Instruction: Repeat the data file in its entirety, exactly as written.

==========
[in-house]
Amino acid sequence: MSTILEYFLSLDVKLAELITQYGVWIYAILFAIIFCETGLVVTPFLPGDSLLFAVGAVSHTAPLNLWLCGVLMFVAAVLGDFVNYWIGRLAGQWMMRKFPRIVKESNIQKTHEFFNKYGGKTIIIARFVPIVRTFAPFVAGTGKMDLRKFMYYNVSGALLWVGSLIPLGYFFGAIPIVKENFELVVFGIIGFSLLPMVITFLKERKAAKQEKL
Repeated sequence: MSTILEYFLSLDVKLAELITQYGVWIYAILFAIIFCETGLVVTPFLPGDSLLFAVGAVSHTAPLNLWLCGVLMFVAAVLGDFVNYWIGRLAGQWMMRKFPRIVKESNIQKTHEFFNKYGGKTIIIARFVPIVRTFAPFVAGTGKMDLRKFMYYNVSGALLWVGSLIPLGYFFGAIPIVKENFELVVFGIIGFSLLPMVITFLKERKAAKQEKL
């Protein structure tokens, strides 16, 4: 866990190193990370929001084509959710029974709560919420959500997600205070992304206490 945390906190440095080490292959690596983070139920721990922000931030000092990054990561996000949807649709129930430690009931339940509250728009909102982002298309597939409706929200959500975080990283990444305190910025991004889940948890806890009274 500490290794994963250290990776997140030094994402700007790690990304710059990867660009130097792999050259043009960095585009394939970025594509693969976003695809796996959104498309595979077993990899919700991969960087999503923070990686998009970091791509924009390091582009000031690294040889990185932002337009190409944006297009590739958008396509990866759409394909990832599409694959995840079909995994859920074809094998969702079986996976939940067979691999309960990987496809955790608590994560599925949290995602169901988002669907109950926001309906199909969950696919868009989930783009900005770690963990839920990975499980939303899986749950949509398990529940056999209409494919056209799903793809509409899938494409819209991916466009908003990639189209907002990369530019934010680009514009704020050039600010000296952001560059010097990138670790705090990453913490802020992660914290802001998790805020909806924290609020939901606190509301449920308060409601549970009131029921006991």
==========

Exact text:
[in-house]
Amino acid sequence: MSTILEYFLSLDVKLAELITQYGVWIYAILFAIIFCETGLVVTPFLPGDSLLFAVGAVSHTAPLNLWLCGVLMFVAAVLGDFVNYWIGRLAGQWMMRKFPRIVKESNIQKTHEFFNKYGGKTIIIARFVPIVRTFAPFVAGTGKMDLRKFMYYNVSGALLWVGSLIPLGYFFGAIPIVKENFELVVFGIIGFSLLPMVITFLKERKAAKQEKL
Repeated sequence: MSTILEYFLSLDVKLAELITQYGVWIYAILFAIIFCETGLVVTPFLPGDSLLFAVGAVSHTAPLNLWLCGVLMFVAAVLGDFVNYWIGRLAGQWMMRKFPRIVKESNIQKTHEFFNKYGGKTIIIARFVPIVRTFAPFVAGTGKMDLRKFMYYNVSGALLWVGSLIPLGYFFGAIPIVKENFELVVFGIIGFSLLPMVITFLKERKAAKQEKL
């Protein structure tokens, strides 16, 4: 866990190193990370929001084509959710029974709560919420959500997600205070992304206490 945390906190440095080490292959690596983070139920721990922000931030000092990054990561996000949807649709129930430690009931339940509250728009909102982002298309597939409706929200959500975080990283990444305190910025991004889940948890806890009274 500490290794994963250290990776997140030094994402700007790690990304710059990867660009130097792999050259043009960095585009394939970025594509693969976003695809796996959104498309595979077993990899919700991969960087999503923070990686998009970091791509924009390091582009000031690294040889990185932002337009190409944006297009590739958008396509990866759409394909990832599409694959995840079909995994859920074809094998969702079986996976939940067979691999309960990987496809955790608590994560599925949290995602169901988002669907109950926001309906199909969950696919868009989930783009900005770690963990839920990975499980939303899986749950949509398990529940056999209409494919056209799903793809509409899938494409819209991916466009908003990639189209907002990369530019934010680009514009704020050039600010000296952001560059010097990138670790705090990453913490802020992660914290802001998790805020909806924290609020939901606190509301449920308060409601549970009131029921006991």